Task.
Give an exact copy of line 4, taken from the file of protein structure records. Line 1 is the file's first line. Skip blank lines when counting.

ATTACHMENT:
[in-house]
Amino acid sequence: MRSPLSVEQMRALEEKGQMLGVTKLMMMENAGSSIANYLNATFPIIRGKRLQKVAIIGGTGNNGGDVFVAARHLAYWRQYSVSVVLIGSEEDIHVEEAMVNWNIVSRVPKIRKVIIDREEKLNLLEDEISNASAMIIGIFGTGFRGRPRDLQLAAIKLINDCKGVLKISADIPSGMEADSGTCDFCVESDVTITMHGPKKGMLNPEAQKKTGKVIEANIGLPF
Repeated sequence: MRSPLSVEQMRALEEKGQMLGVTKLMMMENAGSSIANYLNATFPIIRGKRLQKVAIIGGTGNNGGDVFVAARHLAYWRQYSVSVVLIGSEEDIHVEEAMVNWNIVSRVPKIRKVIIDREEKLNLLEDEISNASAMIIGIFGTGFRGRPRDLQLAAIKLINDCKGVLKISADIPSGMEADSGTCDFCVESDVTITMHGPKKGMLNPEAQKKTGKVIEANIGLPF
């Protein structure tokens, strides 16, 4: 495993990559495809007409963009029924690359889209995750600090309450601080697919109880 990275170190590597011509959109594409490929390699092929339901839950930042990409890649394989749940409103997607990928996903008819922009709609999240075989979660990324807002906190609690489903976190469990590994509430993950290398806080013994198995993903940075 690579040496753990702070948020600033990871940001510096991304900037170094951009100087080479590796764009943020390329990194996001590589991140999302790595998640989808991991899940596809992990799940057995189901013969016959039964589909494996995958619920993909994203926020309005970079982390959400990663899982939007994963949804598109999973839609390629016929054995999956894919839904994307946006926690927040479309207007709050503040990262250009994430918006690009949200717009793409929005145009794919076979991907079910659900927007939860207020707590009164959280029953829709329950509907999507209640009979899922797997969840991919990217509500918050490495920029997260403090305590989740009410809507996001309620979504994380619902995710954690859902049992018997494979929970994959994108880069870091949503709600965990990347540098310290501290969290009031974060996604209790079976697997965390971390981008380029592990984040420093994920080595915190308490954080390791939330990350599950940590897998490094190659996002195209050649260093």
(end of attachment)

């Protein structure tokens, strides 16, 4: 495993990559495809007409963009029924690359889209995750600090309450601080697919109880 990275170190590597011509959109594409490929390699092929339901839950930042990409890649394989749940409103997607990928996903008819922009709609999240075989979660990324807002906190609690489903976190469990590994509430993950290398806080013994198995993903940075 690579040496753990702070948020600033990871940001510096991304900037170094951009100087080479590796764009943020390329990194996001590589991140999302790595998640989808991991899940596809992990799940057995189901013969016959039964589909494996995958619920993909994203926020309005970079982390959400990663899982939007994963949804598109999973839609390629016929054995999956894919839904994307946006926690927040479309207007709050503040990262250009994430918006690009949200717009793409929005145009794919076979991907079910659900927007939860207020707590009164959280029953829709329950509907999507209640009979899922797997969840991919990217509500918050490495920029997260403090305590989740009410809507996001309620979504994380619902995710954690859902049992018997494979929970994959994108880069870091949503709600965990990347540098310290501290969290009031974060996604209790079976697997965390971390981008380029592990984040420093994920080595915190308490954080390791939330990350599950940590897998490094190659996002195209050649260093």